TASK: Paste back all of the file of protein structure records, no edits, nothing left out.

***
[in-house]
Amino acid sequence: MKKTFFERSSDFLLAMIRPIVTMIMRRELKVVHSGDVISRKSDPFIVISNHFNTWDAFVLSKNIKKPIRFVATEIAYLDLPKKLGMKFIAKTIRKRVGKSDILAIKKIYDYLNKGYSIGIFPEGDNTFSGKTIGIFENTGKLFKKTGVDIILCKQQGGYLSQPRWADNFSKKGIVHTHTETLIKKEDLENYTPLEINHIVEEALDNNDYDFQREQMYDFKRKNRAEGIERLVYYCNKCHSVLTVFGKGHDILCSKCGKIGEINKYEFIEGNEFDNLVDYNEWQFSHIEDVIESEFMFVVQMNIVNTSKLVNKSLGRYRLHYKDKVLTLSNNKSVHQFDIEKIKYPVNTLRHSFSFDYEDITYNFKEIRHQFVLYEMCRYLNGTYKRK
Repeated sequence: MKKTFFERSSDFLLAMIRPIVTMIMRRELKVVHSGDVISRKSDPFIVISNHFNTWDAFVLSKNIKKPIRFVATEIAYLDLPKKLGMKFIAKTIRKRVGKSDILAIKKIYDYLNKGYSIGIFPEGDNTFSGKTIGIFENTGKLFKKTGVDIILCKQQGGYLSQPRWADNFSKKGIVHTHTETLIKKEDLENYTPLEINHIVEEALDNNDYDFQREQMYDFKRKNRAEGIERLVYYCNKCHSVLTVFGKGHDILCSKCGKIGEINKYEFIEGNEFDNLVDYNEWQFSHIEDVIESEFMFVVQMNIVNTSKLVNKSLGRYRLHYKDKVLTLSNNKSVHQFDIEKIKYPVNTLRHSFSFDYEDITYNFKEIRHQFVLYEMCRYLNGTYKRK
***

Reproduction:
[in-house]
Amino acid sequence: MKKTFFERSSDFLLAMIRPIVTMIMRRELKVVHSGDVISRKSDPFIVISNHFNTWDAFVLSKNIKKPIRFVATEIAYLDLPKKLGMKFIAKTIRKRVGKSDILAIKKIYDYLNKGYSIGIFPEGDNTFSGKTIGIFENTGKLFKKTGVDIILCKQQGGYLSQPRWADNFSKKGIVHTHTETLIKKEDLENYTPLEINHIVEEALDNNDYDFQREQMYDFKRKNRAEGIERLVYYCNKCHSVLTVFGKGHDILCSKCGKIGEINKYEFIEGNEFDNLVDYNEWQFSHIEDVIESEFMFVVQMNIVNTSKLVNKSLGRYRLHYKDKVLTLSNNKSVHQFDIEKIKYPVNTLRHSFSFDYEDITYNFKEIRHQFVLYEMCRYLNGTYKRK
Repeated sequence: MKKTFFERSSDFLLAMIRPIVTMIMRRELKVVHSGDVISRKSDPFIVISNHFNTWDAFVLSKNIKKPIRFVATEIAYLDLPKKLGMKFIAKTIRKRVGKSDILAIKKIYDYLNKGYSIGIFPEGDNTFSGKTIGIFENTGKLFKKTGVDIILCKQQGGYLSQPRWADNFSKKGIVHTHTETLIKKEDLENYTPLEINHIVEEALDNNDYDFQREQMYDFKRKNRAEGIERLVYYCNKCHSVLTVFGKGHDILCSKCGKIGEINKYEFIEGNEFDNLVDYNEWQFSHIEDVIESEFMFVVQMNIVNTSKLVNKSLGRYRLHYKDKVLTLSNNKSVHQFDIEKIKYPVNTLRHSFSFDYEDITYNFKEIRHQFVLYEMCRYLNGTYKRK